If you thought most of April was impressively hot, then most of the last ten days of May will actually feel even hotter in many areas. The combination of a flat upper level high pressure ridge and a continued fast storm track across the northern half of the U.S. has led to persistent and frequently strong southerly flow across Deep South Texas. Lack of deep moisture, due to subsiding (sinking) air around the atmospheric high pressure system, will result in virtually nil rain chances through at least May 26th, and likely carrying through to the end of May. The early month respite from heat and humidity, followed by a five day period which featured some rainfall, was just a memory as of May 18th. The return of heat along with paltry long term rainfall trends – and, for those near the Rio Grande beteen McAllen and Falcon Heights (at the south end of Falcon Lake), virtually no rainfall since October, exceptional drought and extreme wildfire growth potential continues. The animated map below shows the national trend of weather systems through May 25th.
- Heat Safety:
- Drink Plenty of Water, even if you’re not thirsty.
- Take Frequent Breaks if working outdoors. Save strenuous work or excercise for the early morning or late evening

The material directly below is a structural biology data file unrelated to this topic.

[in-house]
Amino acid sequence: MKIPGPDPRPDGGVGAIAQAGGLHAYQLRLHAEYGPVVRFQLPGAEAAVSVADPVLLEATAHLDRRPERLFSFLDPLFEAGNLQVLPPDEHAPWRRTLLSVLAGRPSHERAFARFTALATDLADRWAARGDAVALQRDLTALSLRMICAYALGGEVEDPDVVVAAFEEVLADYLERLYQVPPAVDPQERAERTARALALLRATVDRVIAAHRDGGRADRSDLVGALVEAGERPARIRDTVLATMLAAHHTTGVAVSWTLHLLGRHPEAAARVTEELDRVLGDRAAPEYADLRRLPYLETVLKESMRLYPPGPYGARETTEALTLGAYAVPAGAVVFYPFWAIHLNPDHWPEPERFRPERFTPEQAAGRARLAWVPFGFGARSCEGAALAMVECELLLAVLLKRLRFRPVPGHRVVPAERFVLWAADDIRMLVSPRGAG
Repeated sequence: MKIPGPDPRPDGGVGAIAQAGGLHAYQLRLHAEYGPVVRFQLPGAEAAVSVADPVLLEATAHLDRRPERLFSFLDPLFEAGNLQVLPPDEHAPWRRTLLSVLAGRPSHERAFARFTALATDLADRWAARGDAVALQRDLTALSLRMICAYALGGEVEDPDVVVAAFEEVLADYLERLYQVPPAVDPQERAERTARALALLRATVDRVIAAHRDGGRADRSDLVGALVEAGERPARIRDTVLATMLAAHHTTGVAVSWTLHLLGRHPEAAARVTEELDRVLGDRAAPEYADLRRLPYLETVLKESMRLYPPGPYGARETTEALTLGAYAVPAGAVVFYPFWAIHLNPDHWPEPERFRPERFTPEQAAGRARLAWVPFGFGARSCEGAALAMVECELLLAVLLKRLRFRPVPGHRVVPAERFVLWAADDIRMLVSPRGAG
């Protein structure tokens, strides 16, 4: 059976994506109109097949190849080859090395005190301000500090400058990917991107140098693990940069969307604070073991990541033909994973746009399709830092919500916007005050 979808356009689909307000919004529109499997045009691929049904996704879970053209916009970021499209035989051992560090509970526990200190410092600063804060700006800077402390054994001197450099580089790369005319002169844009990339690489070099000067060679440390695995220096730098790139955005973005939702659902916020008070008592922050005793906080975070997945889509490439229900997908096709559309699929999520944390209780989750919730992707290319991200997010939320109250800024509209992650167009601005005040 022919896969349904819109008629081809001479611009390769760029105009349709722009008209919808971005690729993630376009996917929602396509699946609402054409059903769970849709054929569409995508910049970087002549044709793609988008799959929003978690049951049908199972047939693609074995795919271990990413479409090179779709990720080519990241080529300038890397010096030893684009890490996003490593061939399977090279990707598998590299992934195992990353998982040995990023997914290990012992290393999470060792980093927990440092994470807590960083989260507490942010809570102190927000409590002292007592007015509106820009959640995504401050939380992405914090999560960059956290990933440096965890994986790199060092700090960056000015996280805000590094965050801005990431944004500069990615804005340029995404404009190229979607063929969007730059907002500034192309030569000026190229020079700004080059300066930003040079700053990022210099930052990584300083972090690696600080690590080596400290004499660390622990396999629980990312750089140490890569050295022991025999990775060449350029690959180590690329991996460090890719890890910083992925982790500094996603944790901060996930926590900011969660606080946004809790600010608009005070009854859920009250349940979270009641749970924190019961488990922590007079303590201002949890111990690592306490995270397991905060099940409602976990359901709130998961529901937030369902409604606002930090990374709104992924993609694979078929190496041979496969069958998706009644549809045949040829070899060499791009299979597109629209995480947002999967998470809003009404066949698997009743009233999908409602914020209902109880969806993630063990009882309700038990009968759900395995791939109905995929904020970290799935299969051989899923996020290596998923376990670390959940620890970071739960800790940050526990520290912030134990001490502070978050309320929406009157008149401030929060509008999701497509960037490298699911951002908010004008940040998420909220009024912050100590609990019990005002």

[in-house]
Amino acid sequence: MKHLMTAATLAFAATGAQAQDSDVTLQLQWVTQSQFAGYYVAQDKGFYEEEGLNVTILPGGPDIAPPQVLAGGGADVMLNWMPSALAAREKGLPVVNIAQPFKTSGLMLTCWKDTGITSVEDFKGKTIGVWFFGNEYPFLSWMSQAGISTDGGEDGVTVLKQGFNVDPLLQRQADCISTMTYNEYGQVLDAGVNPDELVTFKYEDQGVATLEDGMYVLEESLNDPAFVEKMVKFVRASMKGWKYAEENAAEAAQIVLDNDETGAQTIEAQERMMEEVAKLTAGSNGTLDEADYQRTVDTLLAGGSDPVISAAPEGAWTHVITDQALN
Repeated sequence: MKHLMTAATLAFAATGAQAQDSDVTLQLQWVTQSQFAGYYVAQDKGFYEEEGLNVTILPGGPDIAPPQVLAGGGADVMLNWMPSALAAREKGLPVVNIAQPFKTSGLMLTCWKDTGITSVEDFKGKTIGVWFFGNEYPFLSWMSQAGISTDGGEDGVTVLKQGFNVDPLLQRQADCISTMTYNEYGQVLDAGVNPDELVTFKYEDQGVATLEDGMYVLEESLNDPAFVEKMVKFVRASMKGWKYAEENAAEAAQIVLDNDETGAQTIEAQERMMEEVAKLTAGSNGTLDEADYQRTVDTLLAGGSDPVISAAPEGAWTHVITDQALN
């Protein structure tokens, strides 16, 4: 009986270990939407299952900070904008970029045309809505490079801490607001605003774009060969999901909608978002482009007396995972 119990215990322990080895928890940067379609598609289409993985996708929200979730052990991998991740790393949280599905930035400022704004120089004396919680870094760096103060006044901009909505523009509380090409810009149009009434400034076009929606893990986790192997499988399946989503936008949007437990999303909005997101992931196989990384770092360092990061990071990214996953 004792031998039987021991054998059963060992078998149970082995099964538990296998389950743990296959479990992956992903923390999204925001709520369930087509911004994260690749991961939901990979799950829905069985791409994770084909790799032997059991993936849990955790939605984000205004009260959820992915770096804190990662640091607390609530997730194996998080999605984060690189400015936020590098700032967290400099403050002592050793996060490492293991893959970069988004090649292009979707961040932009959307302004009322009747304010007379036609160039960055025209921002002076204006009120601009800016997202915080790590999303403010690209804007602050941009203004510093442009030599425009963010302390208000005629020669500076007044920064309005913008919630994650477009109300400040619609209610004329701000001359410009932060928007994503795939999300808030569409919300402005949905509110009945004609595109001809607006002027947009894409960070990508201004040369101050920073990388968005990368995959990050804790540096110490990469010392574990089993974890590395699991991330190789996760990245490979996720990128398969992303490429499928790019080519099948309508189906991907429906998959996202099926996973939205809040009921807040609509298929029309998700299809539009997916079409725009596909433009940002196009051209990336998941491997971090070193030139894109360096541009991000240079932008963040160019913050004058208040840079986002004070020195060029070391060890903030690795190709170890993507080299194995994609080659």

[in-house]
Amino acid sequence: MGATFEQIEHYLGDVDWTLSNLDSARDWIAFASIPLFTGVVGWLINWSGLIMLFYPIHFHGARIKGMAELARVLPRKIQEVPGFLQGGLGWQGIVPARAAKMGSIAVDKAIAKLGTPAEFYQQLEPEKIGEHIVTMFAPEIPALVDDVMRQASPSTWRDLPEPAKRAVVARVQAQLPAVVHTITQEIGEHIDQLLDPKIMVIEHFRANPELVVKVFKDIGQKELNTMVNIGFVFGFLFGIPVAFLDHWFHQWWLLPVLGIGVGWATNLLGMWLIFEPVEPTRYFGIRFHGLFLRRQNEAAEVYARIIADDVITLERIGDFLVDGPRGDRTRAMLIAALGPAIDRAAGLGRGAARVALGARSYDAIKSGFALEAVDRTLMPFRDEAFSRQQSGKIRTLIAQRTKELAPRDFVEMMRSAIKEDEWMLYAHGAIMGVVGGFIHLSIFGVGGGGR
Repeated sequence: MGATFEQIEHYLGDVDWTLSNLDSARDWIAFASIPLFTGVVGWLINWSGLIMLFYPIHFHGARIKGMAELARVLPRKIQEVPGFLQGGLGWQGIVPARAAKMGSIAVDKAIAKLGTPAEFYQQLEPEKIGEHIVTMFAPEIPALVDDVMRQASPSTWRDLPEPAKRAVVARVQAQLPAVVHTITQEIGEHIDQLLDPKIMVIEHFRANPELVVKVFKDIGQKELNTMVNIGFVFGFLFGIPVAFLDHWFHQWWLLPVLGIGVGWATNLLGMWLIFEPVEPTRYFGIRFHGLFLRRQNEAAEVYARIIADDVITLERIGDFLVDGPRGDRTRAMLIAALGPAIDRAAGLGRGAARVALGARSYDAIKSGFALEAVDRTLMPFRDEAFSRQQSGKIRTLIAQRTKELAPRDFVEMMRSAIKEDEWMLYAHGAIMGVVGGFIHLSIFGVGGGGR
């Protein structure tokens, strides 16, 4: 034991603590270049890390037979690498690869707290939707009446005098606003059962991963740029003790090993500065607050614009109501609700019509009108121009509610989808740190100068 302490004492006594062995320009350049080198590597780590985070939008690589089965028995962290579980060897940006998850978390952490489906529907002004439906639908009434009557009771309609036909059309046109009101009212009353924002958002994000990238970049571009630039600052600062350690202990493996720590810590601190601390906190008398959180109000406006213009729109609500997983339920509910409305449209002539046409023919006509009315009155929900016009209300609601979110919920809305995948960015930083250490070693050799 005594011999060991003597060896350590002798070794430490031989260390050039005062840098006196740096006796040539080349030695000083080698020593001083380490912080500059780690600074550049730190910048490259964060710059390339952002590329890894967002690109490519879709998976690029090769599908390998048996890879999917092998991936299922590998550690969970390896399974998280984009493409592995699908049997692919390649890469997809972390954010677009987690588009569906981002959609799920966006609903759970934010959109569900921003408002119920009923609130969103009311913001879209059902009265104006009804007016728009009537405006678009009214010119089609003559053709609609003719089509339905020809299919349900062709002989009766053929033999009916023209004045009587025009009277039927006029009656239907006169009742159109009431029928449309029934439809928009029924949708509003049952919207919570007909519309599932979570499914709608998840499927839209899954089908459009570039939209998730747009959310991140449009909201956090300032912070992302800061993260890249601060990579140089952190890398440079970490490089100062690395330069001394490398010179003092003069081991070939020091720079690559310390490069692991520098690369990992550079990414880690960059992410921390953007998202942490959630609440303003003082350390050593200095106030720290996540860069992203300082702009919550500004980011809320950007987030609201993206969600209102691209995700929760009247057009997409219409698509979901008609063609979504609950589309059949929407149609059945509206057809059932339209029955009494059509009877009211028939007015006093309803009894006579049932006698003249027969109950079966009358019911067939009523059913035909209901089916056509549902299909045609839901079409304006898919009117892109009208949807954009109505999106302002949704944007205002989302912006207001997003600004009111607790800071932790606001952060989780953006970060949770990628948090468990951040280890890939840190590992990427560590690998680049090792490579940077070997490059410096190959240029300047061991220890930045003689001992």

- Wear lightweight, light colored, and loose fitting clothing.
- Heat sensitive persons should remain in air conditioned buildings if at all possible
- Wear sunscreen and a hat to protect from extreme ultraviolet rays, which are peaking
- Beat the heat, check the backseat! Ensure that young children and pets are taken out of vehicles
- Fire Weather Safety:
- Continue to cut grass and brush to very low heights, including areas where last week’s rains may have sprouted new growth
- Refrain from using welding or grinding equipment in high grass or brush
- Park vehicles on dirt or paved areas; hot catalytic converters often produce sparks which can quickly ignite a rapidly growing grass or brush fire.
- Use vehicle ash trays to dispose of cigarette butts.
- Burn bans remain in effect for most of the Rio Grande Valley. Check with local authorities for additional details.
- Rip Current Safety:
A moderate to high risk for rip currents is expected for most days through the rest of May. Poor swimmers should remain in water no higher than knee deep, and even experienced swimmers should venture into the surf no higher than waist deep. Currents are highest around the Boca Chica/Isla Blanca jetties (Isla Blanca Park) and at the public beach access points from Andy Bowie Park northward. Beat the heat very cautiously if entering the surf through the end of May.
For much more on these and other hazards, check out our Preparedness Page.
Above: Atmospheric and surface weather patterns, animated, from May 20th through May 22nd, 2011. White curves indicate mid level, or "storm track", flow. Storm system motion from the Central Plains through the Ohio Valley combined with tight lines to the south will keep rainfall and even slightly cooler temperatures from reaching the Valley.